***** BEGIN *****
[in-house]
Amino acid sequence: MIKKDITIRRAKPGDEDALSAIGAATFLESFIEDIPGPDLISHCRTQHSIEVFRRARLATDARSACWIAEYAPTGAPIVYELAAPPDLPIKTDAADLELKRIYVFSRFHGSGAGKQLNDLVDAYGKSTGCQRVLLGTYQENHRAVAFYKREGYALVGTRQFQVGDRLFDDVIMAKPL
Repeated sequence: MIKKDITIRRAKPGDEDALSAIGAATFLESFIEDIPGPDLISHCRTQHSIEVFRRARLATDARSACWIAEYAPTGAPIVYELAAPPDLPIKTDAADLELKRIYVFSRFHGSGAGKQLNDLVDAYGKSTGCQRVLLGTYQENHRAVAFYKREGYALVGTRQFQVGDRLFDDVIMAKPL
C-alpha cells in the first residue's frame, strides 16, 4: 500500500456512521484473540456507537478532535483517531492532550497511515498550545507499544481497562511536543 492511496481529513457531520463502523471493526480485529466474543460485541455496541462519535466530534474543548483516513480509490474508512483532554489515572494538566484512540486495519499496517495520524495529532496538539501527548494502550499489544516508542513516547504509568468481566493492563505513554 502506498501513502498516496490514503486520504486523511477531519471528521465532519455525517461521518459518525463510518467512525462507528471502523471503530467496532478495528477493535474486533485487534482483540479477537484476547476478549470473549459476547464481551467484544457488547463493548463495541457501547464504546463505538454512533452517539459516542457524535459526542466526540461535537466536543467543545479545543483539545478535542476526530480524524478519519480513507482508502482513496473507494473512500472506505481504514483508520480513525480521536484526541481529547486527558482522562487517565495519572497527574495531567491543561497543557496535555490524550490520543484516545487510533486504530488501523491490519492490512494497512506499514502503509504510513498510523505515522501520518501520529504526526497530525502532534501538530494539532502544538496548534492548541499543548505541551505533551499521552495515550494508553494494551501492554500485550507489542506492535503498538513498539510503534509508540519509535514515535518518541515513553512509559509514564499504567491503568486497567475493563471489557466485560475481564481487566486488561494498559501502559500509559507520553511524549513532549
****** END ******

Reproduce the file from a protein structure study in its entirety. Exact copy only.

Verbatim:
[in-house]
Amino acid sequence: MIKKDITIRRAKPGDEDALSAIGAATFLESFIEDIPGPDLISHCRTQHSIEVFRRARLATDARSACWIAEYAPTGAPIVYELAAPPDLPIKTDAADLELKRIYVFSRFHGSGAGKQLNDLVDAYGKSTGCQRVLLGTYQENHRAVAFYKREGYALVGTRQFQVGDRLFDDVIMAKPL
Repeated sequence: MIKKDITIRRAKPGDEDALSAIGAATFLESFIEDIPGPDLISHCRTQHSIEVFRRARLATDARSACWIAEYAPTGAPIVYELAAPPDLPIKTDAADLELKRIYVFSRFHGSGAGKQLNDLVDAYGKSTGCQRVLLGTYQENHRAVAFYKREGYALVGTRQFQVGDRLFDDVIMAKPL
C-alpha cells in the first residue's frame, strides 16, 4: 500500500456512521484473540456507537478532535483517531492532550497511515498550545507499544481497562511536543 492511496481529513457531520463502523471493526480485529466474543460485541455496541462519535466530534474543548483516513480509490474508512483532554489515572494538566484512540486495519499496517495520524495529532496538539501527548494502550499489544516508542513516547504509568468481566493492563505513554 502506498501513502498516496490514503486520504486523511477531519471528521465532519455525517461521518459518525463510518467512525462507528471502523471503530467496532478495528477493535474486533485487534482483540479477537484476547476478549470473549459476547464481551467484544457488547463493548463495541457501547464504546463505538454512533452517539459516542457524535459526542466526540461535537466536543467543545479545543483539545478535542476526530480524524478519519480513507482508502482513496473507494473512500472506505481504514483508520480513525480521536484526541481529547486527558482522562487517565495519572497527574495531567491543561497543557496535555490524550490520543484516545487510533486504530488501523491490519492490512494497512506499514502503509504510513498510523505515522501520518501520529504526526497530525502532534501538530494539532502544538496548534492548541499543548505541551505533551499521552495515550494508553494494551501492554500485550507489542506492535503498538513498539510503534509508540519509535514515535518518541515513553512509559509514564499504567491503568486497567475493563471489557466485560475481564481487566486488561494498559501502559500509559507520553511524549513532549